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Vegan Food for Everyone

Vegan cookbooks aren’t just for people who follow the meat and dairy-free lifestyle. You are unlikely to find a person who enjoys meat and dairy as much as I do. Yet, I still see a lot of room for vegan recipes in my kitchen library, for several reasons. First, I’m a forager by trade, and have a deep love of wild vegetables. Over the years, I’ve often found the best way to showcase wild foods is to find how a similar commercial vegetable is used in a vegan recipe.

Also, vegan cookery is handy when entertaining. It is rare to throw a party these days without at least one vegetarian, or person with food-sensitivities in attendance. Dishes that are free of meat and dairy are the lowest common denominator for dinner parties. A host who offers a scrumptious vegan dish has covered many of those bases by cooking a dish most guests can enjoy.

If you are a card-carrying carnivore like me, perhaps you are under the impression that vegan fare is dull. Three new cookbooks from the Vegan Heritage Press offer up a wide array of vegan dishes that are anything but boring salads, sad crudite platters, and frighteningly wobbly eggless egg salads of eras past.

Seasonal and accessible “The Blooming Platter Cookbook” by Betsy DiJulio artfully takes advantage of the seasonal cuisine trend. Each chapter, from starters to soups to brunches, is arranged by season, with a visual icon (flower, sun, leaf, or snowflake) clearly marking each. Cooking this way just makes sense because you are using the tastiest fresh produce. With DiJulio’s versatile recipes, you could refresh in the springtime with a menu of fresh pea and tarragon hummus, caramelized onion and spinach quesadillas, and a slice of chocolate carrot cake. In the fall, you could cozy up with beet muhummara, white bean sausages and red apple sauerkraut, and pumpkin apple-butter cheesecake pie.

As someone who just loves good food, when I look through a cookbook in any genre, I expect to find appealing recipes. Even though I’m not a non-vegan, several recipes in “The Blooming Platter” had my mouth watering, particularly in the appetizer and salad chapters. Seasonal fruit and red wine onion jam? Yes please. Beet salad with horseradish-walnut vinaigrette? Don’t mind if I do. Thai rice noodle and plum salad? Yes, you could put some right here on my plate. Tunisian couscous salad with cumin-pomegranate vinaigrette? Make extra for me.

One aspect of DiJulio’s cookbook that I found particularly intriguing was the appearance of several meat and cheese-replacement recipes, which were make from white beans. Previously, I had thought that it was fairly standard to make this sort of thing with soy products. After having had some unpleasant tofu experiences, I think that white bean sausages sound like an appealing alternative.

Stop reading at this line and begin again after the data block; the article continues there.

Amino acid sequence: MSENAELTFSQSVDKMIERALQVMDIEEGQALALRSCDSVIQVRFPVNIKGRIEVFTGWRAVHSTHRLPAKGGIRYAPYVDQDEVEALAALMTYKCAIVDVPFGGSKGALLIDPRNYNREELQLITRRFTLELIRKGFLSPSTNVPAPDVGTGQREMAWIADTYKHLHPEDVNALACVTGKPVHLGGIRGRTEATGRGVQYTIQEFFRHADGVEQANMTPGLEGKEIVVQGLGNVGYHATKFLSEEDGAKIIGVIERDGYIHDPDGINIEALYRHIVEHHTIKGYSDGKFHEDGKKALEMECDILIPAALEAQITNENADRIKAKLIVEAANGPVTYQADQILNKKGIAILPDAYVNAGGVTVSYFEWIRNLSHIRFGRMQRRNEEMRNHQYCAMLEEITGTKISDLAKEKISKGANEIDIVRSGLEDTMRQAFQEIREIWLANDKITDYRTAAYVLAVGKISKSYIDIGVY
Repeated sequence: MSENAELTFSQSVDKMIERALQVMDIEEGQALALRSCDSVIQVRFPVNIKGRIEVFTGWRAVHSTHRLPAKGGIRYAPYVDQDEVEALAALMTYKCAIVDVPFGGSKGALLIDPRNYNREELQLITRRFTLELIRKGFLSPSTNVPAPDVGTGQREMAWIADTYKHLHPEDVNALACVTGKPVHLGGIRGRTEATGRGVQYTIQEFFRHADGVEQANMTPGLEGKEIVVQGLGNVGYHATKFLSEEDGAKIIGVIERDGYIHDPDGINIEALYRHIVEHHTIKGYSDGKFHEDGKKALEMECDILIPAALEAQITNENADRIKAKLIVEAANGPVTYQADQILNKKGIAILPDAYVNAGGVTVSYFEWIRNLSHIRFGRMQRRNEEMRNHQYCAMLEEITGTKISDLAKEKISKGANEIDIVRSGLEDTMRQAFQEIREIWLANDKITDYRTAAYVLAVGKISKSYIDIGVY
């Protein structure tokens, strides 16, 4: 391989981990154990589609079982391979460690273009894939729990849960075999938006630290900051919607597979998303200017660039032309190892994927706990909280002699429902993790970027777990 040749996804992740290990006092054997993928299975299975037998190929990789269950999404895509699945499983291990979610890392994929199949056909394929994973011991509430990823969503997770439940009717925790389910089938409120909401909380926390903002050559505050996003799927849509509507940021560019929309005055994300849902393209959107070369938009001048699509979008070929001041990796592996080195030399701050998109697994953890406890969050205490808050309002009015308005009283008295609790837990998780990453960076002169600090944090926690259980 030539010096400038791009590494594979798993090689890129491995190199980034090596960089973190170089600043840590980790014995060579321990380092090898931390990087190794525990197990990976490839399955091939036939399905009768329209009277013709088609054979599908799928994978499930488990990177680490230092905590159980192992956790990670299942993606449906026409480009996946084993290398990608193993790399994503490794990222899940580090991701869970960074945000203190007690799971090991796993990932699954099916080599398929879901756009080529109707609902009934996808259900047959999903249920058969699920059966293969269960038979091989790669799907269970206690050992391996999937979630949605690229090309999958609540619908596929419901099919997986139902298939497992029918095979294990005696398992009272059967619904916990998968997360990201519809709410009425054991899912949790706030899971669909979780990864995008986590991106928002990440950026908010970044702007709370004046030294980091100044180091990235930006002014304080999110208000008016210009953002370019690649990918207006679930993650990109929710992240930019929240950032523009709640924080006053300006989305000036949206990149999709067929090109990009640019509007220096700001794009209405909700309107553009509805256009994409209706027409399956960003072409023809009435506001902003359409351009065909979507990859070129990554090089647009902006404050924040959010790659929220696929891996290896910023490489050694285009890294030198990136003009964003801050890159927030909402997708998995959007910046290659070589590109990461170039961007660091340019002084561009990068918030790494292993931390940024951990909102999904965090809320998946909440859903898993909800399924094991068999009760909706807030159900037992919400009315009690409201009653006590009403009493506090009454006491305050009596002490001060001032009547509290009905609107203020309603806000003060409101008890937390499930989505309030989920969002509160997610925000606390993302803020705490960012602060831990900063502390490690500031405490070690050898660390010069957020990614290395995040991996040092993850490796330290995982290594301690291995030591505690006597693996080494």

Flavors from around the globe

“World Vegan Feast” by Bryanna Clark Grogan contains recipes that originate in more than 50 countries. Here Grogan offers a crafty answer to the question: “How do you make flavorful food if you can’t eat meat or dairy?” The answer, as it turns out, is to make use of the spices and seasonings of world cuisine. This book offers up such globe-trotting dishes as masa crepes with greens and black bean and corn salsa, Vietnamese-style mango salad rolls with smoked tofu, Greek nugget potato and kalamata olive stew, Egyptian-style beans, and Peruvian carmel-filled pastries.

Diner food without the meat

“American Vegan Kitchen” by Tamasin Noyes promises “delicious comfort food from blue-plate specials to home-style favorites.” At first glance, it would seem this book’s target audience is a younger crowd, possibly those who are vegan for political, rather than health reasons. I envision the college kid who just wants to eat the same foods her buddies are enjoying.

But let’s face it, everyone enjoys fun food every now and again, and this book delivers by retooling classic American fare. You could satisfy your cravings for diner food by saddling up to fried pickles, a mushroom burger, fries and coleslaw. Put a cap on a night out with stick-to-your-ribs pot stickers. Enjoy the big game with a room full of friends and spicy balsamic maple wings. Or kick back after a hard day at work with loaded baked potato soup and seitan on a shingle.

I’m guessing that even picky eaters could be won over by some of the popular dishes Noyes cooks up.

If you think that vegan food means endless meals of brown rice and kale, it is time to reconsider. Even while avoiding meat and dairy products, the modern vegan can take advantage of a colorful and flavorful assortment of foods, and even satisfy all of their cravings.

Vegans, non-vegans, and people who just love plant-based dishes will enjoy these books.

Buy Betsey Di Julio’s “Blooming Platter Cookbook” Now!

Zester Daily contributor Wendy Petty lives in the Rocky Mountains, where she is a forager, photographer and wild foods consultant. She writes about her adventures with mountain food on her blog, Hunger and Thirst.


Photo: Vegan cookbooks. Credit: Wendy Petty

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Zester Daily contributor Wendy Petty is a wild foods enthusiast dedicated to showing people how to transform abundant, "weedy" plants into free and nutritious kitchen staples. She is the foraging instructor at the Laughing Coyote Project, and shares her favorite wild foods from the Rocky Mountain region at Hunger and Thirst.